Mobility, "the ability to move oneself [e.g., by walking, by using assistive devices, or by using transportation) within community environments that expand from one's home, to the neighborhood, and to regions beyond" (Webber, Porter et al. 2010) ], is important to healthy aging. Walking, both for recreation and for transportation, has been suggested to be a particularly accessible, affordable, and safe way to be physically active. It is important to understand the barriers to and supports for walking in one's neighborhood for older adults. Neighborhood socioeconomic status and other neighborhood characteristics, such as perceived safety from crime, are associated with walking and physical activity. Health symptoms may also be important determinants of walking and physical activity for older adults.
1. Determine to what extent objective and perceived neighborhood characteristics of older adults vary by the socioeconomic status of the neighborhood. Determine what objective neighborhood and personal characteristics are associated with perceived neighborhood safety in older adults.
2. Determine the leading health symptoms reported by older people as causing difficulty when walking outdoors.
3. Determine the different physical activities engaged in by older men and women. Determine the association between both neighborhood socioeconomic status and perceived safety from crime and physical activity.
The study titled "Environmental Correlates of Physical Activity among Older Adults: A Healthy Aging Research Network (HAN) Collaboration" (referred to in this dissertation as the "HAN Walking Study") was designed to examine how the neighborhood environment may influence physical activity and walking behavior in older adults, and how this relationship may be modified by the functional capacity of older adults. Data were collected from 884 older adults at four sites across the country, from a diversity of physical environments. Data collection included in person interviews, lower-body functional capacity testing, accelerometers, walking diaries, and secondary GIS data.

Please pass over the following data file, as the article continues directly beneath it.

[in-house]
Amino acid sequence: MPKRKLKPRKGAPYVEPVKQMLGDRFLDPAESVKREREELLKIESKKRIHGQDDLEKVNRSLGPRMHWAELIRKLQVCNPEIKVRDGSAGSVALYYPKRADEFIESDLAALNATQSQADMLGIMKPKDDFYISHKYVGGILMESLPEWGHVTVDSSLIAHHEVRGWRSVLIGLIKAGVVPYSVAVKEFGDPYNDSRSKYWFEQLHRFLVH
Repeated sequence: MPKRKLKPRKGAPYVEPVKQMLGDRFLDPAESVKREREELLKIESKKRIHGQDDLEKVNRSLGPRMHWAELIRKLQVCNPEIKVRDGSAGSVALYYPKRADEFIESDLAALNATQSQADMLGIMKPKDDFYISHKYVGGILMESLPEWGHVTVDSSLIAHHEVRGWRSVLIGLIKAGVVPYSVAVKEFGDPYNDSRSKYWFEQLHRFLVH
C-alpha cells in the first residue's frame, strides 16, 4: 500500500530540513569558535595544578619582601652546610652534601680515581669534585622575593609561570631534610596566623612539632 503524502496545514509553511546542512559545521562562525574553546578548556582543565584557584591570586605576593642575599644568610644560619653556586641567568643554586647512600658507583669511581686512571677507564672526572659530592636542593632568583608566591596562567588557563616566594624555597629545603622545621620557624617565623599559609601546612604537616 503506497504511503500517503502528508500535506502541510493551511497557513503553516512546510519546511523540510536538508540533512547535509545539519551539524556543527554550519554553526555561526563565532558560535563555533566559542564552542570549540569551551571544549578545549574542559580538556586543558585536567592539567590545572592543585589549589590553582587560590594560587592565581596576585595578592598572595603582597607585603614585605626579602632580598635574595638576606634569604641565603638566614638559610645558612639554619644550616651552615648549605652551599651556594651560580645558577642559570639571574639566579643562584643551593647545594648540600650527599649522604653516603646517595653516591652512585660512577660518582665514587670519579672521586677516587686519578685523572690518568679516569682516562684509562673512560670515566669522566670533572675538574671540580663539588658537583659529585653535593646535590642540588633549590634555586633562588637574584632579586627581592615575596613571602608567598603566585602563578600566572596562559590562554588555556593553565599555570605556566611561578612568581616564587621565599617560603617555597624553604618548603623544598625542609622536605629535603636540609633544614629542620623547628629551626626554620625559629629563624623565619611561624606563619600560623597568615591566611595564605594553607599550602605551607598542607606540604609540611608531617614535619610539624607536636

1. Participants living in neighborhoods of low socioeconomic status (low SES) have objectively shorter block lengths, higher housing density, and more businesses. Participants living in low SES neighborhoods perceive that they are less safe from crime and traffic. They also perceive that their neighborhood is more densely populated with greater percentages of apartments and condominiums. Perceived crime safety is associated with both neighborhood characteristics as well as the characteristics of the people who live there.
2. Most participants report multiple barriers to walking outside. Overall, 95.5% report at least one health symptom or other barrier to walking, with a range of 0-37 and a mean of 7.9 barriers.
3. The most frequent types of activity reported by both women and men are light housework (93.0%) and shopping or running errands (93.0%), followed by walking at a normal or leisurely pace (77.7%). In a combined model, crime safety, but not neighborhood poverty or primary type of neighborhood housing, is associated with physical activity.
Walking is engaged in by the majority of both older men and women in this study. However, they perceive multiple barriers to walking. Neighborhood determinants of walking may be one pathway through which neighborhood socioeconomic status influences health outcomes. Perceived safety from crime is possibly an important neighborhood determinant of walking and physical activity. Further research is needed to determine how changes in neighborhoods as well as other interventions may reduce barriers and lead to increased walking behavior in older adults.